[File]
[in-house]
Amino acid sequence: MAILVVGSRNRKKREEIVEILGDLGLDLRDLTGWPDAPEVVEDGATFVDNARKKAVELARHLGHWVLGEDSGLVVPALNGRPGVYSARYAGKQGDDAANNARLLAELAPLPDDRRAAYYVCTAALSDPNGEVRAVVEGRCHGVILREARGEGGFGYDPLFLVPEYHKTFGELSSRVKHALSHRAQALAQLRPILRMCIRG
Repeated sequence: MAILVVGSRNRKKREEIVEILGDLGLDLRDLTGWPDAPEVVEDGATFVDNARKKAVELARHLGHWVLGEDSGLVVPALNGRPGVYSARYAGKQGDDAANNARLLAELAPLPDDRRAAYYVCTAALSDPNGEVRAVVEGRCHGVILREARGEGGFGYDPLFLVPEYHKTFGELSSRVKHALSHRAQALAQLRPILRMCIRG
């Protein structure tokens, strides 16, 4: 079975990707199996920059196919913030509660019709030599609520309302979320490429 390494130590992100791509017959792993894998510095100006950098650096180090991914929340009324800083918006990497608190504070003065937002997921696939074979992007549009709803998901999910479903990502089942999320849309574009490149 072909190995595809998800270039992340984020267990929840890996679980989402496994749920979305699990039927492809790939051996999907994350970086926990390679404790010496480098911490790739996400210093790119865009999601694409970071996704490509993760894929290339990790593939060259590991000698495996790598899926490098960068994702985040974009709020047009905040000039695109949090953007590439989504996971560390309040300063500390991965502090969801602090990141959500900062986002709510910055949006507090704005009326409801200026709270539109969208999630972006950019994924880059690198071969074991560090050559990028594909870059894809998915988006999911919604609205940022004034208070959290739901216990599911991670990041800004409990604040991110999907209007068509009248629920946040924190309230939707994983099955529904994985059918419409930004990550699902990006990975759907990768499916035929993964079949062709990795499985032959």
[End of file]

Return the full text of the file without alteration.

[in-house]
Amino acid sequence: MAILVVGSRNRKKREEIVEILGDLGLDLRDLTGWPDAPEVVEDGATFVDNARKKAVELARHLGHWVLGEDSGLVVPALNGRPGVYSARYAGKQGDDAANNARLLAELAPLPDDRRAAYYVCTAALSDPNGEVRAVVEGRCHGVILREARGEGGFGYDPLFLVPEYHKTFGELSSRVKHALSHRAQALAQLRPILRMCIRG
Repeated sequence: MAILVVGSRNRKKREEIVEILGDLGLDLRDLTGWPDAPEVVEDGATFVDNARKKAVELARHLGHWVLGEDSGLVVPALNGRPGVYSARYAGKQGDDAANNARLLAELAPLPDDRRAAYYVCTAALSDPNGEVRAVVEGRCHGVILREARGEGGFGYDPLFLVPEYHKTFGELSSRVKHALSHRAQALAQLRPILRMCIRG
């Protein structure tokens, strides 16, 4: 079975990707199996920059196919913030509660019709030599609520309302979320490429 390494130590992100791509017959792993894998510095100006950098650096180090991914929340009324800083918006990497608190504070003065937002997921696939074979992007549009709803998901999910479903990502089942999320849309574009490149 072909190995595809998800270039992340984020267990929840890996679980989402496994749920979305699990039927492809790939051996999907994350970086926990390679404790010496480098911490790739996400210093790119865009999601694409970071996704490509993760894929290339990790593939060259590991000698495996790598899926490098960068994702985040974009709020047009905040000039695109949090953007590439989504996971560390309040300063500390991965502090969801602090990141959500900062986002709510910055949006507090704005009326409801200026709270539109969208999630972006950019994924880059690198071969074991560090050559990028594909870059894809998915988006999911919604609205940022004034208070959290739901216990599911991670990041800004409990604040991110999907209007068509009248629920946040924190309230939707994983099955529904994985059918419409930004990550699902990006990975759907990768499916035929993964079949062709990795499985032959």